Believe it or not, Dyslexia is Real

No parent would ever want to see his child struggle in school much more in the area of reading—the very core foundation to learning every subject there is in school. This is far worse for the child. The fear of being labelled and teased as stupid, dumb and slow is something he has to face and live with every day...

Concluding a year, Surging to another

Achievements after achievements. That is what 2018 had so amazingly presented us with. No undertakings have been easy, but with the teamwork of the entire Instant Reader™ family and the fuel that continues to light up the advocacy we stand for, we have crossed many borders and reached thousands of more people. For 2019, our goal is to strive further with our calling—this time, with greater sensitivity to the needs of this technology-driven age. Our focus is to SURGE farther and stronger: Strengthening Undertakings in Reading as...

How Reading for Pleasure Can Benefit Your Child

Children’s reading habits are often imposed by their parents or teachers. But when kids read out of their own interest for fun or personal enjoyment, they are reaping benefits beyond the information their brains are getting. Here are a few: Improved Reading Skills Reading for pleasure will expand a child’s vocabulary and spelling, enhance comprehension, and develop his confidence as a reader....

How Stories Can Motivate Kids to Read

I myself wasn’t an early reader. I remember staying in school for an extra hour almost every day in first grade because I was terrible at reading and needed to take remedial classes. When I had to read a word, I spent all my energy stringing the sounds of the letters together so that, even when I had achieved the correct pronunciation, I didn’t understand nor remember what I had read....

Tips to Get the Positive Matthew Effect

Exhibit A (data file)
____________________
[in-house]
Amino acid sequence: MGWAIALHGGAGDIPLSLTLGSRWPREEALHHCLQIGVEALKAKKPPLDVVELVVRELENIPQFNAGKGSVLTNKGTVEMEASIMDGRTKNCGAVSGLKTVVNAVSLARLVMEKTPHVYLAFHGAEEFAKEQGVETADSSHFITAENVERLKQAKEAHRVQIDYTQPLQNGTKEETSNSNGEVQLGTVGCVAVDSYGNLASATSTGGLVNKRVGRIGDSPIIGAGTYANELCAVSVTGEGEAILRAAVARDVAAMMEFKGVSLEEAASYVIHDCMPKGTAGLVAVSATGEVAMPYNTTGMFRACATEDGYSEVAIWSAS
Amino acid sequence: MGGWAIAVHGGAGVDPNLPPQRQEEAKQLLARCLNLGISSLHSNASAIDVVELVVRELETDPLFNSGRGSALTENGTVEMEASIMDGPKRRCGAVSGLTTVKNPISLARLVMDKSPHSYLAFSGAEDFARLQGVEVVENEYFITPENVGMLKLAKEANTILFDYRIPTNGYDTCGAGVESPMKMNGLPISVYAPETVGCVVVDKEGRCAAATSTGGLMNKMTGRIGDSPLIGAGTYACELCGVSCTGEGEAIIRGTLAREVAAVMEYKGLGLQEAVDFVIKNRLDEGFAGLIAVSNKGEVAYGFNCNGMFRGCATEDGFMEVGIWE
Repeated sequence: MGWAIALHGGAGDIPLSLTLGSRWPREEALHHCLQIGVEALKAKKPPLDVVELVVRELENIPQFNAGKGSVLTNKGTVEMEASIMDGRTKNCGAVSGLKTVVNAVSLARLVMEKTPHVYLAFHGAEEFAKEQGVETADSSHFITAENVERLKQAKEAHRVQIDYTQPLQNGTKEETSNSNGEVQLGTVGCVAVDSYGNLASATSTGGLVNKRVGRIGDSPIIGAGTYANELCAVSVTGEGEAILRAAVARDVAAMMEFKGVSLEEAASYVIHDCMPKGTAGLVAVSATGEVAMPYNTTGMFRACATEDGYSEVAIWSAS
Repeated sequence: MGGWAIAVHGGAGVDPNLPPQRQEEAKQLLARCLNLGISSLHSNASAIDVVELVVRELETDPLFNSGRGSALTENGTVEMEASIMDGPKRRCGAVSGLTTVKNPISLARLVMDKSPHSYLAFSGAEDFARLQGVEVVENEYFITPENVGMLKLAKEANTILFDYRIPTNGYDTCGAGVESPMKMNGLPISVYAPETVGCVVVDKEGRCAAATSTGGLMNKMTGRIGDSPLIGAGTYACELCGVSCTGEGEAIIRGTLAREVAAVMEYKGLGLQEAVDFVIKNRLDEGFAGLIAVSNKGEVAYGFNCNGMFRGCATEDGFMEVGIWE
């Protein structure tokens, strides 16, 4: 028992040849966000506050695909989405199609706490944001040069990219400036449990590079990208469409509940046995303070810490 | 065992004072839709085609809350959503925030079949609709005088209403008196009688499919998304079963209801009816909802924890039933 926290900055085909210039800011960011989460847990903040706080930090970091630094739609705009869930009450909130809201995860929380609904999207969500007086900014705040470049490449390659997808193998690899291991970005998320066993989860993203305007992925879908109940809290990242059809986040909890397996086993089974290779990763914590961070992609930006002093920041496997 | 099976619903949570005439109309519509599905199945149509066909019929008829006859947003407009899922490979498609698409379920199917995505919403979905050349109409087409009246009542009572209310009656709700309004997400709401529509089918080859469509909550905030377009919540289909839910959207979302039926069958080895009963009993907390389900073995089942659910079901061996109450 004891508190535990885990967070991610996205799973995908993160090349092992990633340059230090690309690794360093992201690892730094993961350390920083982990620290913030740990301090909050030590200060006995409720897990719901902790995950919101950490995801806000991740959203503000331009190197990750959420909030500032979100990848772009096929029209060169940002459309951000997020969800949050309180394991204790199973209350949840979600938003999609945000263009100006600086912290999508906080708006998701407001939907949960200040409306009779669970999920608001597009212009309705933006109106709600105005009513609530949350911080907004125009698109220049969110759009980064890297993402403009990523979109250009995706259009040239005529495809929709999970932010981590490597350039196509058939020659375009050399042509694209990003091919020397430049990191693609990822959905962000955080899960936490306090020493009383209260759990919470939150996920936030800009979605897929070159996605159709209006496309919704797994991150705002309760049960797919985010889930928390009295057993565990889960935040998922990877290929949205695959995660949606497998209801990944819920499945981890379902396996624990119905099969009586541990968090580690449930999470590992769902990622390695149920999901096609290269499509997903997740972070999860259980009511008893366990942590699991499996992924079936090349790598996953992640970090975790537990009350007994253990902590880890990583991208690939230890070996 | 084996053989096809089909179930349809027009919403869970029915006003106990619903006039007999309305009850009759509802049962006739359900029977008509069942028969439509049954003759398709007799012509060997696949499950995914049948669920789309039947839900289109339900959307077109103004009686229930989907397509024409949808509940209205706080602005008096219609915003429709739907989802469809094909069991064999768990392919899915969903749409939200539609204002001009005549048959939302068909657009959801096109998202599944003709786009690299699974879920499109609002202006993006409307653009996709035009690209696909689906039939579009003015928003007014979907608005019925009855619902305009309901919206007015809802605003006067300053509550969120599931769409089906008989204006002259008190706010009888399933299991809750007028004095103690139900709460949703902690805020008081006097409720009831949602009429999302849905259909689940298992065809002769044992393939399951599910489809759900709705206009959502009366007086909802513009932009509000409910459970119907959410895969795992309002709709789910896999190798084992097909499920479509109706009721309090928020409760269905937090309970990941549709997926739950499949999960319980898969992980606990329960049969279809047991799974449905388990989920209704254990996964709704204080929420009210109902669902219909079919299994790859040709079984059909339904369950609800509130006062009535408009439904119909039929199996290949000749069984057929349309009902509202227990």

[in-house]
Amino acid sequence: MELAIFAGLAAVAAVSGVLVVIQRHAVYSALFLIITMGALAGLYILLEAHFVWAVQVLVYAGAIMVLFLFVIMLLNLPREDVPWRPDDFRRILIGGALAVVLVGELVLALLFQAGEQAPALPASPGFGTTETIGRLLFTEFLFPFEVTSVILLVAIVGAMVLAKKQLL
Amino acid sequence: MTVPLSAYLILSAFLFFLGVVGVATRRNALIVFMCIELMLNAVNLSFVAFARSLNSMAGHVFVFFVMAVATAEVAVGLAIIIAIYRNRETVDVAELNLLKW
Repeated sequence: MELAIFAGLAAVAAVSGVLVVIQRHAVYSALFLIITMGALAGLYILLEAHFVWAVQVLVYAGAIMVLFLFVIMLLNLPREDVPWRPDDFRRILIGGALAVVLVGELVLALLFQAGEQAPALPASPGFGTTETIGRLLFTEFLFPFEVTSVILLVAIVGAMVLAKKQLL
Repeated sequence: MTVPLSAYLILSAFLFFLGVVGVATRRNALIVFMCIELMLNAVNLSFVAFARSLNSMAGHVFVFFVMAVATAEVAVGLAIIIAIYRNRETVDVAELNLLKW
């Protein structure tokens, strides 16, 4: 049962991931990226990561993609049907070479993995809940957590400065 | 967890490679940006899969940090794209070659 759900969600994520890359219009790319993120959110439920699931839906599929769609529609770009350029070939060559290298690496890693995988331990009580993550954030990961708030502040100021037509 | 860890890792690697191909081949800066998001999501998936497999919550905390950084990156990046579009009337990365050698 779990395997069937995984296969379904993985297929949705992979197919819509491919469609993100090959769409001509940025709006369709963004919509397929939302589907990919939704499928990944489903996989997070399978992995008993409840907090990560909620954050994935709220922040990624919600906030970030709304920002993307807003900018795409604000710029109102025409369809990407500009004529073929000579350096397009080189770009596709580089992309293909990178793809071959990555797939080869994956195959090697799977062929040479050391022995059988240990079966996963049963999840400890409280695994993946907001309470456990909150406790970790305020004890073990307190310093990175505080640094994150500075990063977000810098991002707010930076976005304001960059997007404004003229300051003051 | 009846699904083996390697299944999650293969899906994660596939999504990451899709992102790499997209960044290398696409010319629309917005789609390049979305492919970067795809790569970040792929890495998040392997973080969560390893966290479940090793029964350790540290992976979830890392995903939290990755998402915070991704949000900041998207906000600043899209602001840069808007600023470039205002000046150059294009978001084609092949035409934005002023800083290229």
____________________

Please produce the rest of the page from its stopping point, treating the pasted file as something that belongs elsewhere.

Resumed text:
The Matthew Effect has been one of the concepts that support the thrusts of many educational institutions to develop children’s skills while they are young. The term is derived from a Bible verse (Matthew 25:29) which says, “For whoever has will be given more, and they will have an abundance. Whoever does not have, even what they have will be taken from them.”...

Five Fun Reading Month Activities for Schools

The Department of Education declares November as the National Reading Month. Educators are urged to come up with activities that promote love for reading, especially of the printed over digitized words. Heads up, teachers and school administrators! Here are some activity ideas that will surely make the month fun and meaningful for your school:...

Why We CARe Program is for Every Community

It has been more than two years since Instant Reader™, led by its founder and dyslexia expert Teacher Vicki Quintana-Arioder, began assisting schools and communities in identifying reading difficulties through its We CARe program (Workshop-Conference on the Analysis and Assessment of Reading Difficulties). The team has met many individuals and organizations who seek the same intervention since this movement. Last June, advocates and educators gathered together in the very first National Dyslexia Awareness and Intervention Summit...

How To Help A Dyslexic Child: Guide For Parents, Teachers, And Family Members

Finding out that a child has dyslexia is just Step One to supporting his best development and overcoming his learning difficulty. The next steps can be challenging, especially for parents and educators who are encountering the difficulty for the first time. Below are some things you can do to support a child with dyslexia:...

Causes and Complications of Dyslexia

Dyslexia is a condition that affects a person’s ability to read, spell, write, and speak. Even after being subjected to appropriate teaching-learning processes, a dyslexic’s brain may still be unable to interpret written letters or symbols correctly. What causes dyslexia? What complications might a dyslexic person face?...

Protect Your Child. Get A Diagnosis.

When inclusive education and disability-friendly infrastructures are discussed, what people immediately picture in their minds are individuals with obvious conditions and infirmities. When you get on a bus or a jeep, the first-row seats would have stickers over them showing an image of a person on a wheelchair indicating the seats are reserved for people with disabilities. The same image appears at certain spaces in public comfort rooms, parking lots, mall counters, etc....